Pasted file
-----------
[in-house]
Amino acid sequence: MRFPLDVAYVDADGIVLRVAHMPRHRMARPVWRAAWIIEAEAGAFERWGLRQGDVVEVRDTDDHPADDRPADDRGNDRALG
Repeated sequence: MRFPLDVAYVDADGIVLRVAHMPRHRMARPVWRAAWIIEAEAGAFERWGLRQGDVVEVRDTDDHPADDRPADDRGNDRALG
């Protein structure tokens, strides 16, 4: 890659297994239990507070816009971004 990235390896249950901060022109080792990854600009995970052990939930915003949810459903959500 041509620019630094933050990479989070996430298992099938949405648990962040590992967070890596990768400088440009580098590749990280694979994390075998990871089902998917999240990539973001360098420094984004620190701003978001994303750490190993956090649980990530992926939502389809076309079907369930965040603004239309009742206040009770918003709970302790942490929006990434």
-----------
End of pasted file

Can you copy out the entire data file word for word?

[in-house]
Amino acid sequence: MRFPLDVAYVDADGIVLRVAHMPRHRMARPVWRAAWIIEAEAGAFERWGLRQGDVVEVRDTDDHPADDRPADDRGNDRALG
Repeated sequence: MRFPLDVAYVDADGIVLRVAHMPRHRMARPVWRAAWIIEAEAGAFERWGLRQGDVVEVRDTDDHPADDRPADDRGNDRALG
């Protein structure tokens, strides 16, 4: 890659297994239990507070816009971004 990235390896249950901060022109080792990854600009995970052990939930915003949810459903959500 041509620019630094933050990479989070996430298992099938949405648990962040590992967070890596990768400088440009580098590749990280694979994390075998990871089902998917999240990539973001360098420094984004620190701003978001994303750490190993956090649980990530992926939502389809076309079907369930965040603004239309009742206040009770918003709970302790942490929006990434």